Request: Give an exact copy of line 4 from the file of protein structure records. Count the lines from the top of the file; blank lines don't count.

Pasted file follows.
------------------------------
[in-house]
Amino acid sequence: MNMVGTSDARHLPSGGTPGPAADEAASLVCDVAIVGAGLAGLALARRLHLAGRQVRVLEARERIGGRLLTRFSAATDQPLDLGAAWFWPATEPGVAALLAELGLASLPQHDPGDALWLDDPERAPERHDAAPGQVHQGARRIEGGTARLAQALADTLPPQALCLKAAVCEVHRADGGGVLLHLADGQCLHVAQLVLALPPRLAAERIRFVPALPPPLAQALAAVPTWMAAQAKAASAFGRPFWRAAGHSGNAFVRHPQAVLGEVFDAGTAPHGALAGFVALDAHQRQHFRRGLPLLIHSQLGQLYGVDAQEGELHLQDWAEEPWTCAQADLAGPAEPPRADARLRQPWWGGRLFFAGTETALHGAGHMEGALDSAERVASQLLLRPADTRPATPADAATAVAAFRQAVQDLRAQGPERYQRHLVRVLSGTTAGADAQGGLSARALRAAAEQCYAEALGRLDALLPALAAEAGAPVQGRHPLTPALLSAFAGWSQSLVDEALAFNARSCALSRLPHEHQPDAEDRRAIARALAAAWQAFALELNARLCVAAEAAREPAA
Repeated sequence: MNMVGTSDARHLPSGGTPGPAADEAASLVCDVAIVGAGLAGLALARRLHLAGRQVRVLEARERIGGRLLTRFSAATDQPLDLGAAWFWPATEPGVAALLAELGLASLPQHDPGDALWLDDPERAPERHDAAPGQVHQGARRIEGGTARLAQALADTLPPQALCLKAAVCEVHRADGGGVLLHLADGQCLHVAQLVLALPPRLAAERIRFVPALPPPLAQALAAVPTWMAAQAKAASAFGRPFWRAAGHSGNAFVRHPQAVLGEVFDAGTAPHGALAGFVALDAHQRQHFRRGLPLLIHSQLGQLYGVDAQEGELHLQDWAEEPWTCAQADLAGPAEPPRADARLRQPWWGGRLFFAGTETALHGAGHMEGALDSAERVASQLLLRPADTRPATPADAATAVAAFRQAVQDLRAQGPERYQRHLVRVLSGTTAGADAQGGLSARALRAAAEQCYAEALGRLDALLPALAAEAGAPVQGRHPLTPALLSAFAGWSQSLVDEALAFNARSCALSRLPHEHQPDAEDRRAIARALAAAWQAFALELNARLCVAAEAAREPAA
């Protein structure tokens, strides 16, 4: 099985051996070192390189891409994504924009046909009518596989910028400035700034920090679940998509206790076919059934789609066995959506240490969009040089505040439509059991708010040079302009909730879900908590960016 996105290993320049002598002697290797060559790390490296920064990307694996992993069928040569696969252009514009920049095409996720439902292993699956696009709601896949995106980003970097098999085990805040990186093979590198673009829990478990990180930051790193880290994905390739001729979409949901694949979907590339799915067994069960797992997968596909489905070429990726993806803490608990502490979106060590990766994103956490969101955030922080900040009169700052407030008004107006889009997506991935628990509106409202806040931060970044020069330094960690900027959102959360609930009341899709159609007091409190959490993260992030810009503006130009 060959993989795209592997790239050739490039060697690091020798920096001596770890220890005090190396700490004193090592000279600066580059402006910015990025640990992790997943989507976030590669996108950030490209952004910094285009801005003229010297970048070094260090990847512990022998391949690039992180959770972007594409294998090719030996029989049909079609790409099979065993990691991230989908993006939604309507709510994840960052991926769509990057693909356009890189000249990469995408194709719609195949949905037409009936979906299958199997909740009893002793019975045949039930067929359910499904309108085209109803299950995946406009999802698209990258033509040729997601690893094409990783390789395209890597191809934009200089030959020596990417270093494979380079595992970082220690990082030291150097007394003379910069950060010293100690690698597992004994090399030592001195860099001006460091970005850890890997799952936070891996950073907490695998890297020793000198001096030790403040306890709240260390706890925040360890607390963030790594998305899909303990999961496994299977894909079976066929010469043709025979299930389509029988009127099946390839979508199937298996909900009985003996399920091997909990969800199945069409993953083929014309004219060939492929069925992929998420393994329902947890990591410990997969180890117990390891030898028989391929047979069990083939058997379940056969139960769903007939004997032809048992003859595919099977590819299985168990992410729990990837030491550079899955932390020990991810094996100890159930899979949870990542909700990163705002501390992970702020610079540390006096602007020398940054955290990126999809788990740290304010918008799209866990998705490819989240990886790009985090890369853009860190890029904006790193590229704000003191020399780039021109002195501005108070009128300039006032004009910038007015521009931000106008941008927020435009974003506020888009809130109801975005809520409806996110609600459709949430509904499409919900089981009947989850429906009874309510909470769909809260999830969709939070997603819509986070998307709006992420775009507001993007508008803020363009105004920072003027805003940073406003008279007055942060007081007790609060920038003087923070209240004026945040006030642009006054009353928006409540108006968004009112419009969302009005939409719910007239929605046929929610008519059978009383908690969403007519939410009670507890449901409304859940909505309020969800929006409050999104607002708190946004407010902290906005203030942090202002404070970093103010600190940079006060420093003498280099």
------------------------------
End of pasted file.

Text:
């Protein structure tokens, strides 16, 4: 099985051996070192390189891409994504924009046909009518596989910028400035700034920090679940998509206790076919059934789609066995959506240490969009040089505040439509059991708010040079302009909730879900908590960016 996105290993320049002598002697290797060559790390490296920064990307694996992993069928040569696969252009514009920049095409996720439902292993699956696009709601896949995106980003970097098999085990805040990186093979590198673009829990478990990180930051790193880290994905390739001729979409949901694949979907590339799915067994069960797992997968596909489905070429990726993806803490608990502490979106060590990766994103956490969101955030922080900040009169700052407030008004107006889009997506991935628990509106409202806040931060970044020069330094960690900027959102959360609930009341899709159609007091409190959490993260992030810009503006130009 060959993989795209592997790239050739490039060697690091020798920096001596770890220890005090190396700490004193090592000279600066580059402006910015990025640990992790997943989507976030590669996108950030490209952004910094285009801005003229010297970048070094260090990847512990022998391949690039992180959770972007594409294998090719030996029989049909079609790409099979065993990691991230989908993006939604309507709510994840960052991926769509990057693909356009890189000249990469995408194709719609195949949905037409009936979906299958199997909740009893002793019975045949039930067929359910499904309108085209109803299950995946406009999802698209990258033509040729997601690893094409990783390789395209890597191809934009200089030959020596990417270093494979380079595992970082220690990082030291150097007394003379910069950060010293100690690698597992004994090399030592001195860099001006460091970005850890890997799952936070891996950073907490695998890297020793000198001096030790403040306890709240260390706890925040360890607390963030790594998305899909303990999961496994299977894909079976066929010469043709025979299930389509029988009127099946390839979508199937298996909900009985003996399920091997909990969800199945069409993953083929014309004219060939492929069925992929998420393994329902947890990591410990997969180890117990390891030898028989391929047979069990083939058997379940056969139960769903007939004997032809048992003859595919099977590819299985168990992410729990990837030491550079899955932390020990991810094996100890159930899979949870990542909700990163705002501390992970702020610079540390006096602007020398940054955290990126999809788990740290304010918008799209866990998705490819989240990886790009985090890369853009860190890029904006790193590229704000003191020399780039021109002195501005108070009128300039006032004009910038007015521009931000106008941008927020435009974003506020888009809130109801975005809520409806996110609600459709949430509904499409919900089981009947989850429906009874309510909470769909809260999830969709939070997603819509986070998307709006992420775009507001993007508008803020363009105004920072003027805003940073406003008279007055942060007081007790609060920038003087923070209240004026945040006030642009006054009353928006409540108006968004009112419009969302009005939409719910007239929605046929929610008519059978009383908690969403007519939410009670507890449901409304859940909505309020969800929006409050999104607002708190946004407010902290906005203030942090202002404070970093103010600190940079006060420093003498280099």